THE BLOG
03/05/2013 04:09 pm ET | Updated May 05, 2013

AVA's Glittering DonQ

Don Quixote
By Jules Massenet
Academy of Vocal Arts, Philadelphia

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Williams and Bilgili in DonQ
Photo credit Paul Sirochman.
www.avaopera.org


Two years ago, director Tito Capobianco, was back at AVA after a long absence, to stage Don Giovanni and sadly had to leave before the opening of the sold out run because of the death of his wife. So it is doubly meaningful that he was able to return to direct two productions at AVA this year.

This month Capobianco chose the rarely performed Jules Massenet opera Don Quichotte and it is no less than a triumph from every angle. The opera itself is so good you wonder why it isn't done more, then you hear why, it demands orchestral precision and strong leads who can bring full characters vocally and as actors. It stars bass Burak Bilgili, alternating in the role with current AVA resident artist, the versatile character singer Patrick Guetti.

Quichotte, the decrepit knight who tilts at windmills, inspires valiant acts among thieves and serenades the sultry Dulcinee outside her balcony. He has left his castle with his faithful servant Sancho Panza in noble pursuit of justice, truth and love.

On opening night Bilgili sang opposite Chrystal E. Williams as Dulcinee, who looked and sounded as ravishing as any fantasy that Quichotte has in his mind's eye. Dulcinee is the unapologetic libertine, who has the young men of the village eating out crumbs of love at her feet. But, she shield her heart of gold and it intrigues her that she is Quichotte's muse- even as everyone else mocks him when he enters town in banged up armor, dusty doublet and ridiculous lance. Dulcinee is none the less charmed and gives him a mission to retrieve her pearls from the thieving vagabonds. So Quixote and Sancho set out to their lair and while Sancho snoozes the thieves tie his master up. As Quichotte sings of a heart pure and is ready to die, the criminals are transformed by his courage and release him.

Meanwhile, Dulcinee is hosting an orgy and she passes off man after man and dances a tango in scene integrated and unfussy choreography by Rosa Mercedes. Quixote returns with the pearls and proposes marriage, she laughs at him and his heart is wounded. She confesses that her love for him is real, but could only be a fantasy, she could never give herself to such an old man. Sancho leads him off to their next adventure.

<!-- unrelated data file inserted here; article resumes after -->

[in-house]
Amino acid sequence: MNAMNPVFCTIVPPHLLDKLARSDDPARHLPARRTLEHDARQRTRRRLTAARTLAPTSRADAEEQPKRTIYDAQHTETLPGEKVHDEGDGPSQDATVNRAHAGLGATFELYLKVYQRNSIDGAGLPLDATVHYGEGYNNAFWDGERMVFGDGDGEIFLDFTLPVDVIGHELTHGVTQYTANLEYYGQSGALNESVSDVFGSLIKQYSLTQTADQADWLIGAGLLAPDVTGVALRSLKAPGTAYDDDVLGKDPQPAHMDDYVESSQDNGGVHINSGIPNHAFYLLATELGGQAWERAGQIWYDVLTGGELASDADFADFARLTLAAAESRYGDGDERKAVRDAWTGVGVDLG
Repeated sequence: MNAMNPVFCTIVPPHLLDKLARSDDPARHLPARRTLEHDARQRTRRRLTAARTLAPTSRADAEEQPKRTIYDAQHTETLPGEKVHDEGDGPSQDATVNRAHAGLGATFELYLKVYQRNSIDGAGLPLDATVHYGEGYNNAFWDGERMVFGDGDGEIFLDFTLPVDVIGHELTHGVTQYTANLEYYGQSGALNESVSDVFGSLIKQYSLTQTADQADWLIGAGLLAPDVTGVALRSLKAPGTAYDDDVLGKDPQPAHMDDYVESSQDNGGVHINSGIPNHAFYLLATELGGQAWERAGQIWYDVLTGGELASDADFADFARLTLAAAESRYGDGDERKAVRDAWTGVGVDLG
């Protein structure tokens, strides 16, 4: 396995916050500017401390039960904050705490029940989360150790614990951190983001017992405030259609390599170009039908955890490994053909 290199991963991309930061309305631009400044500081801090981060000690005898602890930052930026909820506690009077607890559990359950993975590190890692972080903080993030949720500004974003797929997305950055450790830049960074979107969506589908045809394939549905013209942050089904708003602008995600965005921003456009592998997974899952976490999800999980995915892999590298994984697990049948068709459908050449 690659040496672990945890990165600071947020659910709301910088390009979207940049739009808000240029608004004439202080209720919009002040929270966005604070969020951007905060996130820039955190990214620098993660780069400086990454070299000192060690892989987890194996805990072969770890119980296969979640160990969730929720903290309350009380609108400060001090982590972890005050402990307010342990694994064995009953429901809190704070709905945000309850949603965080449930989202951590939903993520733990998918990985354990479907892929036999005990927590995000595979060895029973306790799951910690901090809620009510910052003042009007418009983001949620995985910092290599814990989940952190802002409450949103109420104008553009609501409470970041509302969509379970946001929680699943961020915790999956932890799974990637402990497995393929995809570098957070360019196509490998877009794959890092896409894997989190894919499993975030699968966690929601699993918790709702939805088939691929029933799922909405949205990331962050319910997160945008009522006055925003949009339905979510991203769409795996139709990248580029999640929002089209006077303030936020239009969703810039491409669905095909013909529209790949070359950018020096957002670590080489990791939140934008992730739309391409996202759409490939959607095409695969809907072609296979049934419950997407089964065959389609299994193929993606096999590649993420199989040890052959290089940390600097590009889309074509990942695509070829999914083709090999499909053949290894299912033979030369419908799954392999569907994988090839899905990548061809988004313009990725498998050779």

The five acts build with ease and detailing, credit Capobianco's signature tight pacing that works very well with Massenet's score, which is a masterpiece of the French orchestral lyricism. Meanwhile, Henri Cain's libretto has to be one of the finest opera books with source material from classic literature. From the sparkling orchestral-choral opening, DonQ just uncorks under conductor Christopher Macatsoris. Almost misleading to talk about standouts among the players, they were uniformly that good, but must mention the lead violin lines by concertmaster Igor Szwec and end act cello solo played with sublime tone by Vivian Barton Dozor.

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Nelson in DonQ

Bilgili rolled out Quixote as a full formed knight, but was less inventive as a deluded fool. Bilgili gave a very literary interpretation and seemed vocally restrained, though he let the full force of his voice out in the thieves act. Two years ago, Cyrstal E. Williams and Zachary Nelson were excellent in supporting roles in Capobianco's Don Giovanni in Don Quichotte, they are breakout stars. Mezzo-soprano Williams has magnificence vocally, but she brought so much alluring drama to the role. Nelson, with lots of padding and a shaved head is just towering as Sancho. Massenet writes him the longest soliloquies Nelson 's baritone is just transcendent in this role. Punch drunk or bouncing woman off his big stomach like a stooge would, Nelson is just full of pathos equal to a completely electrifying vocal performance.

The production design, metallic windmills and lattice background with star insets, Spanish balcony and fine-line costume designs is compact and effective in the intimate setting of the Warden Theater.

Runs through March 17.